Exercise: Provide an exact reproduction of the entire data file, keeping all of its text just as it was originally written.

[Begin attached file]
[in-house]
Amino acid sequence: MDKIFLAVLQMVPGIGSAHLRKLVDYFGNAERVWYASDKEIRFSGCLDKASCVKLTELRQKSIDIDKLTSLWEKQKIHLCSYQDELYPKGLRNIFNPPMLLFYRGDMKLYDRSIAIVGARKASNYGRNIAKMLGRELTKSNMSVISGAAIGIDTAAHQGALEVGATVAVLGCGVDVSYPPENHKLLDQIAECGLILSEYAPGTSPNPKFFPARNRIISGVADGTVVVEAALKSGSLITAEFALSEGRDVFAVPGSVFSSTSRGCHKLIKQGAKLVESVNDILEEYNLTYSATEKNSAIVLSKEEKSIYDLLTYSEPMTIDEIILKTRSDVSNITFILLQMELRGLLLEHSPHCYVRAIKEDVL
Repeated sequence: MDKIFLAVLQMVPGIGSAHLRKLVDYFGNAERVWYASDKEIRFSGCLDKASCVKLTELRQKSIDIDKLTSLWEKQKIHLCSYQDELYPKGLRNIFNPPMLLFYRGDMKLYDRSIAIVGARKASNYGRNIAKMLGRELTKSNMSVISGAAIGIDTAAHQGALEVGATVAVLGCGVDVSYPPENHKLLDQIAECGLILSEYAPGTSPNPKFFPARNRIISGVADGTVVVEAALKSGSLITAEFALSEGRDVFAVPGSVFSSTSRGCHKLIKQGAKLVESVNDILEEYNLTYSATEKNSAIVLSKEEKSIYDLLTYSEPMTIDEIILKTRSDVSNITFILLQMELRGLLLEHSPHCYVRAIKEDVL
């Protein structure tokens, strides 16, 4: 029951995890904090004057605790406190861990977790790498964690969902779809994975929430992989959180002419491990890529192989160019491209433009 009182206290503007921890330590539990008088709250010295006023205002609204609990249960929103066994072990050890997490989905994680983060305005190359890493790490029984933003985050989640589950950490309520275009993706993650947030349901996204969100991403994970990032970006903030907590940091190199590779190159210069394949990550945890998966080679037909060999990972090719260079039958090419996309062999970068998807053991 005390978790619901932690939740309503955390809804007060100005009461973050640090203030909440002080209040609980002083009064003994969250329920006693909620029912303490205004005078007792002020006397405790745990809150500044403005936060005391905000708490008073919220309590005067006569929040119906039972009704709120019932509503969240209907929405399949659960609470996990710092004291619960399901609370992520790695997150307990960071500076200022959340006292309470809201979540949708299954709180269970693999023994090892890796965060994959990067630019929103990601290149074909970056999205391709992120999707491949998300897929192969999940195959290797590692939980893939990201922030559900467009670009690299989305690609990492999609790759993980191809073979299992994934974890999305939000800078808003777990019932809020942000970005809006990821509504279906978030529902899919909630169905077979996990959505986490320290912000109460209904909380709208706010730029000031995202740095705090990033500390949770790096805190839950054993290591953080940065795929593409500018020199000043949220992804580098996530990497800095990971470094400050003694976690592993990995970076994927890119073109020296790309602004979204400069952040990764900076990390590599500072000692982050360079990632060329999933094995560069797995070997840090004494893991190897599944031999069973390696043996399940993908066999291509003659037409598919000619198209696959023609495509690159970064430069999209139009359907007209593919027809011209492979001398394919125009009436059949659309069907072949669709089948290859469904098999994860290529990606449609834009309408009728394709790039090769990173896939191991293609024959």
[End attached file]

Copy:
[in-house]
Amino acid sequence: MDKIFLAVLQMVPGIGSAHLRKLVDYFGNAERVWYASDKEIRFSGCLDKASCVKLTELRQKSIDIDKLTSLWEKQKIHLCSYQDELYPKGLRNIFNPPMLLFYRGDMKLYDRSIAIVGARKASNYGRNIAKMLGRELTKSNMSVISGAAIGIDTAAHQGALEVGATVAVLGCGVDVSYPPENHKLLDQIAECGLILSEYAPGTSPNPKFFPARNRIISGVADGTVVVEAALKSGSLITAEFALSEGRDVFAVPGSVFSSTSRGCHKLIKQGAKLVESVNDILEEYNLTYSATEKNSAIVLSKEEKSIYDLLTYSEPMTIDEIILKTRSDVSNITFILLQMELRGLLLEHSPHCYVRAIKEDVL
Repeated sequence: MDKIFLAVLQMVPGIGSAHLRKLVDYFGNAERVWYASDKEIRFSGCLDKASCVKLTELRQKSIDIDKLTSLWEKQKIHLCSYQDELYPKGLRNIFNPPMLLFYRGDMKLYDRSIAIVGARKASNYGRNIAKMLGRELTKSNMSVISGAAIGIDTAAHQGALEVGATVAVLGCGVDVSYPPENHKLLDQIAECGLILSEYAPGTSPNPKFFPARNRIISGVADGTVVVEAALKSGSLITAEFALSEGRDVFAVPGSVFSSTSRGCHKLIKQGAKLVESVNDILEEYNLTYSATEKNSAIVLSKEEKSIYDLLTYSEPMTIDEIILKTRSDVSNITFILLQMELRGLLLEHSPHCYVRAIKEDVL
């Protein structure tokens, strides 16, 4: 029951995890904090004057605790406190861990977790790498964690969902779809994975929430992989959180002419491990890529192989160019491209433009 009182206290503007921890330590539990008088709250010295006023205002609204609990249960929103066994072990050890997490989905994680983060305005190359890493790490029984933003985050989640589950950490309520275009993706993650947030349901996204969100991403994970990032970006903030907590940091190199590779190159210069394949990550945890998966080679037909060999990972090719260079039958090419996309062999970068998807053991 005390978790619901932690939740309503955390809804007060100005009461973050640090203030909440002080209040609980002083009064003994969250329920006693909620029912303490205004005078007792002020006397405790745990809150500044403005936060005391905000708490008073919220309590005067006569929040119906039972009704709120019932509503969240209907929405399949659960609470996990710092004291619960399901609370992520790695997150307990960071500076200022959340006292309470809201979540949708299954709180269970693999023994090892890796965060994959990067630019929103990601290149074909970056999205391709992120999707491949998300897929192969999940195959290797590692939980893939990201922030559900467009670009690299989305690609990492999609790759993980191809073979299992994934974890999305939000800078808003777990019932809020942000970005809006990821509504279906978030529902899919909630169905077979996990959505986490320290912000109460209904909380709208706010730029000031995202740095705090990033500390949770790096805190839950054993290591953080940065795929593409500018020199000043949220992804580098996530990497800095990971470094400050003694976690592993990995970076994927890119073109020296790309602004979204400069952040990764900076990390590599500072000692982050360079990632060329999933094995560069797995070997840090004494893991190897599944031999069973390696043996399940993908066999291509003659037409598919000619198209696959023609495509690159970064430069999209139009359907007209593919027809011209492979001398394919125009009436059949659309069907072949669709089948290859469904098999994860290529990606449609834009309408009728394709790039090769990173896939191991293609024959």